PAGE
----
November tugs at nostalgic heartstrings, prompting images of long Thanksgiving tables full of food and rimmed with loved ones stating what they’re thankful for. People who live in Boulder County have multitudes of things to be thankful for every month. We have, of course, our beautiful environment and fresh air. We can give thanks for a robust economy, top-ranking school systems, and plenty of entertainment, sporting, and cultural options. But what I wish to point out here is something of tremendous value that stands politely in the shadows behind visual or tangible benefits, yet has as much impact as material blessings on a town’s quality of life and sense of community. That’s a culture of giving.
While it may look that most of Boulder County is affluent, like any other metro area we have a sizeable population that’s struggling. The current census shows 14% of Boulder County residents live at or below poverty level. Some have homes but don’t have reliable source of daily food, while some are homeless. For the “fortunate” it’s a short-term scenario, for others it’s chronic. But there’s hope; this segment of our population is cared for by a large number of organizations and individuals. When a population puts value on everyone having basic needs met, there’s a sense of community created that’s powerful. That sense of togetherness and unity strengthens neighborhoods, and even drives real estate value toward the positive. It does take a village to take care of our own, so I’ve compiled a few resources that you – and I mean you reading this, right now – can donate to. Community Food Share claims that for every dollar donated, they can give 3 meals to a person in need. $10 becomes 30 meals. That’s a heck of a value in my book!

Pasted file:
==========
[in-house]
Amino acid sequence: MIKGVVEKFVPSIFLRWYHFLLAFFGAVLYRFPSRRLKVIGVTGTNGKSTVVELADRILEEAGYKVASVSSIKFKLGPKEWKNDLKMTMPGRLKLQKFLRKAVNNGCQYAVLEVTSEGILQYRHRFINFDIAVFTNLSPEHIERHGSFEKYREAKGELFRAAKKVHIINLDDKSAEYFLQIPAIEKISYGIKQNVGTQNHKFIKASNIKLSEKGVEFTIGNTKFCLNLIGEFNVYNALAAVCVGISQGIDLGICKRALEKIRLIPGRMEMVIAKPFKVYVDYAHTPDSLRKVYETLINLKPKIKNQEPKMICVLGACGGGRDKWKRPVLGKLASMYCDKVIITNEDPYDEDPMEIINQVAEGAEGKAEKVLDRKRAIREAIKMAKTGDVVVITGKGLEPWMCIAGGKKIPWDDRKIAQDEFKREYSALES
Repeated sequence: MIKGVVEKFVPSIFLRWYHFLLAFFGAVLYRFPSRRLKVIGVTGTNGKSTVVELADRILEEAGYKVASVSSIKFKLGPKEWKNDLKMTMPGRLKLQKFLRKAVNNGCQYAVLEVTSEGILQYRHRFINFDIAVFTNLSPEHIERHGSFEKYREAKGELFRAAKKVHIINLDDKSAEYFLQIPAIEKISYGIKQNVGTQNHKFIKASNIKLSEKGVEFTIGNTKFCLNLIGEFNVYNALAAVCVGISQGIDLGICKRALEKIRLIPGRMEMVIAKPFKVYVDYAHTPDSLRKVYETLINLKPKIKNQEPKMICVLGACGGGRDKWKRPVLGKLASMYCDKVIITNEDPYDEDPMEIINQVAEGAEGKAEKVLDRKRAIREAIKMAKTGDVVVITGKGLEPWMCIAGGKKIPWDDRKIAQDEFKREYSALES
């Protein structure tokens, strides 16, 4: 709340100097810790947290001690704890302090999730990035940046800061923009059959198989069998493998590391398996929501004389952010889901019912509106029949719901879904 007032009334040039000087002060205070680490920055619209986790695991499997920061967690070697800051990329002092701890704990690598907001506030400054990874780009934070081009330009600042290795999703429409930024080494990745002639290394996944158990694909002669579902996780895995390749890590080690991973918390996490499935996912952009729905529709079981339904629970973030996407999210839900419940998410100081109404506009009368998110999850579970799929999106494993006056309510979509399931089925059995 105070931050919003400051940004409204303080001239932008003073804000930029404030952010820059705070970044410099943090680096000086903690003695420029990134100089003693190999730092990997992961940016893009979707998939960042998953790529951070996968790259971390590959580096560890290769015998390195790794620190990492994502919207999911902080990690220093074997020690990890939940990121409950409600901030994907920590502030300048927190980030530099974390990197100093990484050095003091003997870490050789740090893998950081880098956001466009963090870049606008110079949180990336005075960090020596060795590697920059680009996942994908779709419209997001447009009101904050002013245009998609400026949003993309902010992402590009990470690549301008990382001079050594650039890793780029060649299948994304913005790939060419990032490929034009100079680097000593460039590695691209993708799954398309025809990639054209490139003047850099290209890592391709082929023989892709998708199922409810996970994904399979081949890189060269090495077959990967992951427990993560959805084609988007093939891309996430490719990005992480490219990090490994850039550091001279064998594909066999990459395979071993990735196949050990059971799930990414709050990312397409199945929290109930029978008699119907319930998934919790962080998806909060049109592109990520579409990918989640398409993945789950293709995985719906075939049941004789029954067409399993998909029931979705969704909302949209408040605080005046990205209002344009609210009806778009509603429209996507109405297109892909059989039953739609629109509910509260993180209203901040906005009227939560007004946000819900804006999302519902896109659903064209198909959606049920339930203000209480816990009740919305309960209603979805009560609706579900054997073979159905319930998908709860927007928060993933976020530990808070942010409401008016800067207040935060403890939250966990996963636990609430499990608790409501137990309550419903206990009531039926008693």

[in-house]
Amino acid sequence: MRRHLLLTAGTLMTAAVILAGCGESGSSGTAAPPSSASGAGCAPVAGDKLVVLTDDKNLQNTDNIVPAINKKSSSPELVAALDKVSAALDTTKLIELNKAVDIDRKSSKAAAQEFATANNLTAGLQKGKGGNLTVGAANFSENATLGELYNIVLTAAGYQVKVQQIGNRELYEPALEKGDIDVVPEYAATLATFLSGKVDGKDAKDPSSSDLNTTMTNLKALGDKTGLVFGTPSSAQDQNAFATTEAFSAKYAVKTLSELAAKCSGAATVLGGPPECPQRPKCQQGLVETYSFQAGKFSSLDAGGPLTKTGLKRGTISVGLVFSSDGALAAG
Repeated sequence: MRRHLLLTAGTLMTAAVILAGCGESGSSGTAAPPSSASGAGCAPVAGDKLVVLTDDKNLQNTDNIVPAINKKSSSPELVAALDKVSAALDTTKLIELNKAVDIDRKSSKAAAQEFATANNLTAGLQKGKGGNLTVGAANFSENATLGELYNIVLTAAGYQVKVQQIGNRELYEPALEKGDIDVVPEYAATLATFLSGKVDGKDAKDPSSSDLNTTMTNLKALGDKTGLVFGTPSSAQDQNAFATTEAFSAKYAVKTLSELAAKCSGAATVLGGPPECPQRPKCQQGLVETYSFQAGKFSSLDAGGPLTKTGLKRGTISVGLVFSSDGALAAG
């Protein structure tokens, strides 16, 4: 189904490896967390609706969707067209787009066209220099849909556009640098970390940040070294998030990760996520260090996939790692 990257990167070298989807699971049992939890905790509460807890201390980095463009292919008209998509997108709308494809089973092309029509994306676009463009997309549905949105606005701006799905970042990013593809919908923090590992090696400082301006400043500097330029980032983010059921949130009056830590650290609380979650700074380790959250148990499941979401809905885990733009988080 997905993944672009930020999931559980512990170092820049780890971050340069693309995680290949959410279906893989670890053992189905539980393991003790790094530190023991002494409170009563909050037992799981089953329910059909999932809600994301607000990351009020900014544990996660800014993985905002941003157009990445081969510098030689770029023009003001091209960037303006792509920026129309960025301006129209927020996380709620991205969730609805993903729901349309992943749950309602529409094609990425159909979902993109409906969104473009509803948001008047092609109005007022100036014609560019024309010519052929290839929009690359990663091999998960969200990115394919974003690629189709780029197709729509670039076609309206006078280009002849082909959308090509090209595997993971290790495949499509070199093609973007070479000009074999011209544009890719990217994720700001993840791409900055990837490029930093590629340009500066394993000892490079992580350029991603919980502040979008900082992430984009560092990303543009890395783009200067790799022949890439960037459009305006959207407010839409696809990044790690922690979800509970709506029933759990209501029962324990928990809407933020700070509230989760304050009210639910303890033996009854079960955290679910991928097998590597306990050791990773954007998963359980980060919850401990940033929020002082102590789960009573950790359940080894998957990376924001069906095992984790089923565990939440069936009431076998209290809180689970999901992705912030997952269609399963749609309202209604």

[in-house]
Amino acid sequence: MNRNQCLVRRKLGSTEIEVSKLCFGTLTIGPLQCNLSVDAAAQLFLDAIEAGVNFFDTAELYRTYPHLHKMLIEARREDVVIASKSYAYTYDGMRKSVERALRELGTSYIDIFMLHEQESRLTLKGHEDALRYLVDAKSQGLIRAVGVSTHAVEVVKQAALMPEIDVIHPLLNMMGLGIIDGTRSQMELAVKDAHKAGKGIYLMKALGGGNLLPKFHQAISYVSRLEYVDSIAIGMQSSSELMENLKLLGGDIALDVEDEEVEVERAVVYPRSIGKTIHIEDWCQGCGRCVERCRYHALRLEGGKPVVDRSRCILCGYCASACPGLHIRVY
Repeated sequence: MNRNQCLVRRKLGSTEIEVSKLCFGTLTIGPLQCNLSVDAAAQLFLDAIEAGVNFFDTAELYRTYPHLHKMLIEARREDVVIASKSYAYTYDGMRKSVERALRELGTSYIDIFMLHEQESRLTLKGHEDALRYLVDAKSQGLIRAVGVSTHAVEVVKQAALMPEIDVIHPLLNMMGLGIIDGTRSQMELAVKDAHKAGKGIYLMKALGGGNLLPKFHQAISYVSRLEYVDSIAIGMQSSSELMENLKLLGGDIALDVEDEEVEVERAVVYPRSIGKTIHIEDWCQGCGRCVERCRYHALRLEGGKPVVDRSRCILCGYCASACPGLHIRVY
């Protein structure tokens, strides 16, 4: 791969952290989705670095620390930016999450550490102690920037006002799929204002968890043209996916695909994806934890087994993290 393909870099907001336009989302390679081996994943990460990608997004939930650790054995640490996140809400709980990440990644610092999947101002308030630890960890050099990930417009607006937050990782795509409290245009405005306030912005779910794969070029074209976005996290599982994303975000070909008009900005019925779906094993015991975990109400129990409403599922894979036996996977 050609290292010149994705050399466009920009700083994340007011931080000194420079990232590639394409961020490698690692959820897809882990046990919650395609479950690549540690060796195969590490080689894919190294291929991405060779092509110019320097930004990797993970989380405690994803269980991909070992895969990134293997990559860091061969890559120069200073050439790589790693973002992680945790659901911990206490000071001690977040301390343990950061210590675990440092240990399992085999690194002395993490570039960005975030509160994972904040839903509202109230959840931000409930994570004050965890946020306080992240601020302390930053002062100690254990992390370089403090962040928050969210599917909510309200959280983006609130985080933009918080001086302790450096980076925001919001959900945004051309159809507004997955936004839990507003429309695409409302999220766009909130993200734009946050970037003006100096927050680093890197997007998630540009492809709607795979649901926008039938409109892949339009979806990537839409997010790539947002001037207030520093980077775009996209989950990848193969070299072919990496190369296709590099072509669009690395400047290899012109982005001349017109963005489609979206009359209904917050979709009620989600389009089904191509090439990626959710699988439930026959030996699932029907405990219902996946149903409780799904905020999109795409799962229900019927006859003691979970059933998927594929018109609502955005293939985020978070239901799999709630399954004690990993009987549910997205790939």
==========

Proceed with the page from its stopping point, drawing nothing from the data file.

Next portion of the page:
But first, I want to share that I’m thankful for my family, friends, living a healthy and full life in Boulder County, and for the chance to serve my real estate clients. Happy holidays, and thank you for continuing a culture of giving.
Community Food Share is the one-stop shop to donate across the board. CFS is Boulder and Broomfield Counties’ food bank. They collect food and money, then turn it around to distribute to a wide range of agencies and individuals.
Have a soft spot for youth? Attention Homes provides shelter, community-based living, and life skill lessons for runaway and homeless youth aged 12 to 24. They aim to get these kids on the track toward a sustainable, meaningful adulthood.
Supporting Boulder and Broomfield Counties since 1918, Emergency Family Assistance Association (EFAA) helps families with basic needs, casework, housing, plus education and advocacy. Instead of putting a band-aid on the problem, EFAA works to change lives for the better.